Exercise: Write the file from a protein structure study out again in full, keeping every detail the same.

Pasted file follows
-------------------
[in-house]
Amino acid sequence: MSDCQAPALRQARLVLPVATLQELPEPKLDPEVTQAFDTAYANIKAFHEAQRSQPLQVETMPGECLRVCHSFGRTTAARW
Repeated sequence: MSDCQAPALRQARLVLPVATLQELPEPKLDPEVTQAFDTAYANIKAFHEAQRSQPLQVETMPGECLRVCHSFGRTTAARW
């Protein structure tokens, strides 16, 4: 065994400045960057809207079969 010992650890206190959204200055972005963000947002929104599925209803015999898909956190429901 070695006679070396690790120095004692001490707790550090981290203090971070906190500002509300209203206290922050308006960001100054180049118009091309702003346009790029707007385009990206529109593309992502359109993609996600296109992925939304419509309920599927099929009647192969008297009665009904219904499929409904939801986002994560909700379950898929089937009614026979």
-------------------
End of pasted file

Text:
[in-house]
Amino acid sequence: MSDCQAPALRQARLVLPVATLQELPEPKLDPEVTQAFDTAYANIKAFHEAQRSQPLQVETMPGECLRVCHSFGRTTAARW
Repeated sequence: MSDCQAPALRQARLVLPVATLQELPEPKLDPEVTQAFDTAYANIKAFHEAQRSQPLQVETMPGECLRVCHSFGRTTAARW
């Protein structure tokens, strides 16, 4: 065994400045960057809207079969 010992650890206190959204200055972005963000947002929104599925209803015999898909956190429901 070695006679070396690790120095004692001490707790550090981290203090971070906190500002509300209203206290922050308006960001100054180049118009091309702003346009790029707007385009990206529109593309992502359109993609996600296109992925939304419509309920599927099929009647192969008297009665009904219904499929409904939801986002994560909700379950898929089937009614026979």